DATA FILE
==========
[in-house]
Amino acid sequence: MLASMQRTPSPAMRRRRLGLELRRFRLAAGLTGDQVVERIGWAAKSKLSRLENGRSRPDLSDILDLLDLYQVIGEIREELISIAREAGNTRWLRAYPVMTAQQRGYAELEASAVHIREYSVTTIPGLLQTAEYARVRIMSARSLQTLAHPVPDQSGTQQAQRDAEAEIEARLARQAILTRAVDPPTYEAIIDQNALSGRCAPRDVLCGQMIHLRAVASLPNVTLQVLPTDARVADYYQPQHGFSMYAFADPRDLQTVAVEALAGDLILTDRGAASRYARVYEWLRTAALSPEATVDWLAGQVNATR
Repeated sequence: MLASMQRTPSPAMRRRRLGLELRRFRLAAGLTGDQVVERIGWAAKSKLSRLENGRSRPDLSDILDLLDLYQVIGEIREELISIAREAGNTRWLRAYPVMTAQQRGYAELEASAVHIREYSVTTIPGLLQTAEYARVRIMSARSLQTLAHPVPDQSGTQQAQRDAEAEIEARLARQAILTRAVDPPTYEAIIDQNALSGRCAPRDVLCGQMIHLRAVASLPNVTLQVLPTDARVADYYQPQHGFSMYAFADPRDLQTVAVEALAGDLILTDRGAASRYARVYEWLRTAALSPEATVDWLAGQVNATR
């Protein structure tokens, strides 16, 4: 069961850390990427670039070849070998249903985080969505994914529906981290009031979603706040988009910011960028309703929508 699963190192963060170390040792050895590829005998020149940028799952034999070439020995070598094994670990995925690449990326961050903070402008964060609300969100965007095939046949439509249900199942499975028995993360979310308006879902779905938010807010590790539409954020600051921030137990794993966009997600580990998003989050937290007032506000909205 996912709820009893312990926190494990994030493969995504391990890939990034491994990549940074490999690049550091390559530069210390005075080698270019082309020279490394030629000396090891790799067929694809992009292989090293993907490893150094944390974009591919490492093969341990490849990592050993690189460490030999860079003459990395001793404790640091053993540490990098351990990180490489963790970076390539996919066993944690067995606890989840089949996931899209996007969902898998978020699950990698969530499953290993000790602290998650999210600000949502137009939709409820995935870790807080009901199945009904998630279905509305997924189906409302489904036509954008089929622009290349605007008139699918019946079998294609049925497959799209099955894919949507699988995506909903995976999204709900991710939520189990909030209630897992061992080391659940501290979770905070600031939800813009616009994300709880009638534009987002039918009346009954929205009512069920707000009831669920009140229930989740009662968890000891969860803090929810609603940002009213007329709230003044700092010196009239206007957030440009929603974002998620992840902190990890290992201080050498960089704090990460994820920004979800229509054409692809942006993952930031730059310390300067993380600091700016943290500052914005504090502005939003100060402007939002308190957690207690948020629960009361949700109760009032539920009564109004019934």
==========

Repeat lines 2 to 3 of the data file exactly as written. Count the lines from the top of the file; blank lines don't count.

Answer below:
Amino acid sequence: MLASMQRTPSPAMRRRRLGLELRRFRLAAGLTGDQVVERIGWAAKSKLSRLENGRSRPDLSDILDLLDLYQVIGEIREELISIAREAGNTRWLRAYPVMTAQQRGYAELEASAVHIREYSVTTIPGLLQTAEYARVRIMSARSLQTLAHPVPDQSGTQQAQRDAEAEIEARLARQAILTRAVDPPTYEAIIDQNALSGRCAPRDVLCGQMIHLRAVASLPNVTLQVLPTDARVADYYQPQHGFSMYAFADPRDLQTVAVEALAGDLILTDRGAASRYARVYEWLRTAALSPEATVDWLAGQVNATR
Repeated sequence: MLASMQRTPSPAMRRRRLGLELRRFRLAAGLTGDQVVERIGWAAKSKLSRLENGRSRPDLSDILDLLDLYQVIGEIREELISIAREAGNTRWLRAYPVMTAQQRGYAELEASAVHIREYSVTTIPGLLQTAEYARVRIMSARSLQTLAHPVPDQSGTQQAQRDAEAEIEARLARQAILTRAVDPPTYEAIIDQNALSGRCAPRDVLCGQMIHLRAVASLPNVTLQVLPTDARVADYYQPQHGFSMYAFADPRDLQTVAVEALAGDLILTDRGAASRYARVYEWLRTAALSPEATVDWLAGQVNATR